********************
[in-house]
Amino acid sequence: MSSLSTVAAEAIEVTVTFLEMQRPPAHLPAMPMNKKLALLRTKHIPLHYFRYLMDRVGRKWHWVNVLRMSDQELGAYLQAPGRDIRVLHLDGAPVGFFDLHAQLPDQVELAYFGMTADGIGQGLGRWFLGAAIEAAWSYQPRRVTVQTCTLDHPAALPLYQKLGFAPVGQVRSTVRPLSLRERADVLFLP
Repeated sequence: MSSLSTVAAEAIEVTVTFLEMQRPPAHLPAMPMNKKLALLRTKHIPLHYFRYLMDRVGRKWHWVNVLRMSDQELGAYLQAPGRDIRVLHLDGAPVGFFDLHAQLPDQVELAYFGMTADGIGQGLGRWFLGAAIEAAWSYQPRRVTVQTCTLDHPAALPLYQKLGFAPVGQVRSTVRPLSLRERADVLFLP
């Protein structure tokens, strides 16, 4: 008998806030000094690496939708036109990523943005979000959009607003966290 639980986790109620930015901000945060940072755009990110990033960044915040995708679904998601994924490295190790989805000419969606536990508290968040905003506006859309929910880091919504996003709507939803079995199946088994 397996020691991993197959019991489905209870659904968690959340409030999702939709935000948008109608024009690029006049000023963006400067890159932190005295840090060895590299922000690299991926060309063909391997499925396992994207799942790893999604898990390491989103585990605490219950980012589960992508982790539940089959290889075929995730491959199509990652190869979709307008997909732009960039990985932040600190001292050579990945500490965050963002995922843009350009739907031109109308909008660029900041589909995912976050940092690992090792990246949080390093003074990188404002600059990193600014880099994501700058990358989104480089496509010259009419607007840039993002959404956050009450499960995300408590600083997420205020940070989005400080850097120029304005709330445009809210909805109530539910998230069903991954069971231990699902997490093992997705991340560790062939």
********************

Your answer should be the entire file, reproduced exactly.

[in-house]
Amino acid sequence: MSSLSTVAAEAIEVTVTFLEMQRPPAHLPAMPMNKKLALLRTKHIPLHYFRYLMDRVGRKWHWVNVLRMSDQELGAYLQAPGRDIRVLHLDGAPVGFFDLHAQLPDQVELAYFGMTADGIGQGLGRWFLGAAIEAAWSYQPRRVTVQTCTLDHPAALPLYQKLGFAPVGQVRSTVRPLSLRERADVLFLP
Repeated sequence: MSSLSTVAAEAIEVTVTFLEMQRPPAHLPAMPMNKKLALLRTKHIPLHYFRYLMDRVGRKWHWVNVLRMSDQELGAYLQAPGRDIRVLHLDGAPVGFFDLHAQLPDQVELAYFGMTADGIGQGLGRWFLGAAIEAAWSYQPRRVTVQTCTLDHPAALPLYQKLGFAPVGQVRSTVRPLSLRERADVLFLP
């Protein structure tokens, strides 16, 4: 008998806030000094690496939708036109990523943005979000959009607003966290 639980986790109620930015901000945060940072755009990110990033960044915040995708679904998601994924490295190790989805000419969606536990508290968040905003506006859309929910880091919504996003709507939803079995199946088994 397996020691991993197959019991489905209870659904968690959340409030999702939709935000948008109608024009690029006049000023963006400067890159932190005295840090060895590299922000690299991926060309063909391997499925396992994207799942790893999604898990390491989103585990605490219950980012589960992508982790539940089959290889075929995730491959199509990652190869979709307008997909732009960039990985932040600190001292050579990945500490965050963002995922843009350009739907031109109308909008660029900041589909995912976050940092690992090792990246949080390093003074990188404002600059990193600014880099994501700058990358989104480089496509010259009419607007840039993002959404956050009450499960995300408590600083997420205020940070989005400080850097120029304005709330445009809210909805109530539910998230069903991954069971231990699902997490093992997705991340560790062939």